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Forgetting the Gospel and Nullifying the Grace of God

December 9, 2009

Paul writes in Galatians 2:21, “I do not nullify the grace of God, for if justification were through the law, then Christ died for no purpose.”   This verse is in the larger context of an argument on justification in chapter 2 and into chapter 3.  Yet, Paul’s application of the doctrine of justification to his own life and daily choices should cause us to reflect a moment.  Certainly, Paul is immediately talking about Old Covenant customs that separate Jews and Gentiles in Galatians 2, but he expands it to the cosmic effects of the cross on humanity’s standing before God.  Whatever Paul does, he desires to live in light of forgiven sins through the accomplished work of Christ.  Notice what he says immediately before, “And the life I now live in the flesh I live by faith in the Son of God , who loved me and gave himself for me” (Gal. 2:20).

So then, when Paul speaks about the dangers of nullifying the grace of God, he is speaking of any action we might be compelled to do in order to justify ourselves before God over and against Christ work on our behalf.  All of us have impulses that we desire to act upon that we think will give us a good standing before God.  Whether it be good parenting, consistent devotions, faithful tithing, or good church attendance, we, as sinners, work to build significance in ourselves before God apart from trusting in Christ for our righteous standing.  Here are few areas that I often, sinfully, strive in to justify myself before God:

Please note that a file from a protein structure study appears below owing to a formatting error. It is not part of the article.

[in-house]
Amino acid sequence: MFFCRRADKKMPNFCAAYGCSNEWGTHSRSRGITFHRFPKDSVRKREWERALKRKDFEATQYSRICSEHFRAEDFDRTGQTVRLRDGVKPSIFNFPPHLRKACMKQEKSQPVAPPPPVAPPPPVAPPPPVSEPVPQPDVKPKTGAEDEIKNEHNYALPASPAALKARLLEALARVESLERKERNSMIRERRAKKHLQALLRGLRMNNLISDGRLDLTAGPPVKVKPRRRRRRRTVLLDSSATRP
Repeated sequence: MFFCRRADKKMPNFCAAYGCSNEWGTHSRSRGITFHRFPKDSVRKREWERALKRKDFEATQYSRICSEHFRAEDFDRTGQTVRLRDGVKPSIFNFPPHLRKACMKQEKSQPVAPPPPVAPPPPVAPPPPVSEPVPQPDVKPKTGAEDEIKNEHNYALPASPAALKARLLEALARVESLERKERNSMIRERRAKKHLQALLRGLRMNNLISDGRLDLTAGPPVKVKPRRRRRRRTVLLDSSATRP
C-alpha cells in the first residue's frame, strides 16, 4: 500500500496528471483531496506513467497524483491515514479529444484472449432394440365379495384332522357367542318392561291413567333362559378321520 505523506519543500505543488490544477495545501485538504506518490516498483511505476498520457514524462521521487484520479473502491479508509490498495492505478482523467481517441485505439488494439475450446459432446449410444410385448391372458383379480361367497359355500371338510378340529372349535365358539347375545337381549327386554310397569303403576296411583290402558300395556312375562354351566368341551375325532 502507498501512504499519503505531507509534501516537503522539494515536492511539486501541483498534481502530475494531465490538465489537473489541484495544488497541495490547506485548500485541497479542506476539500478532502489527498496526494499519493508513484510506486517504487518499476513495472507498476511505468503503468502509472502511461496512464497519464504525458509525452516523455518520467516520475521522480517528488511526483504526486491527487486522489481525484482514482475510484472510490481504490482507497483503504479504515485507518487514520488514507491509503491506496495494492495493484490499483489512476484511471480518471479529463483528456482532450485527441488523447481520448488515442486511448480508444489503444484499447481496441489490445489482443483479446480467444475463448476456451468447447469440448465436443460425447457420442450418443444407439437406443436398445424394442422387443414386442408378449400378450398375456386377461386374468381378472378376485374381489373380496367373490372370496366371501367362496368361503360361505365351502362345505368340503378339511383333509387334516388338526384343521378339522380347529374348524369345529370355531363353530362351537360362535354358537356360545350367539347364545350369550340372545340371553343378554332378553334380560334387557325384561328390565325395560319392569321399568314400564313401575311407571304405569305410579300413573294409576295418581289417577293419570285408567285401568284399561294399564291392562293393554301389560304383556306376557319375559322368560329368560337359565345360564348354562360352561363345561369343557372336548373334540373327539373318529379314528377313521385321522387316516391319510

1. Good behavior in my children. I must admit that I begin to swell with pride when people remark on the good behavior of our children and I often feel overly embarrassed when they publicly misbehave.  I worry about people’s perceptions of me and my parenting skills.  My heart condition can produce sinful attitudes towards my children when my own “righteous standing” has become a ramshackle.
  2. Books. Reading has done immeasurable wonders for my sanctification and fight against sin.  Yet, at some significant level, it has also fueled pride.  I often, sinfully, identify myself in what I have read, rather than in what Christ has done on my behalf.
  3. Having it all together. There is a sort of mistaken peace that I feel when everything is together in our family – when all the children are catechized and behaving well, when all the bills are paid, when Jena (my wife) and I are getting along great, and it seems as though everything is together before the eyes of the world.  I say mistaken peace, because my sinful impulse is to feel as if “togetherness” is the peace that reconciles me to God.  Yet, often times, I cry peace when there is no peace, because my heart can react in turmoil when my “togetherness” is threatened.  I replace God work on my behalf with my own self-worth, and forget the Gospel.

What are some areas where you justify yourself?

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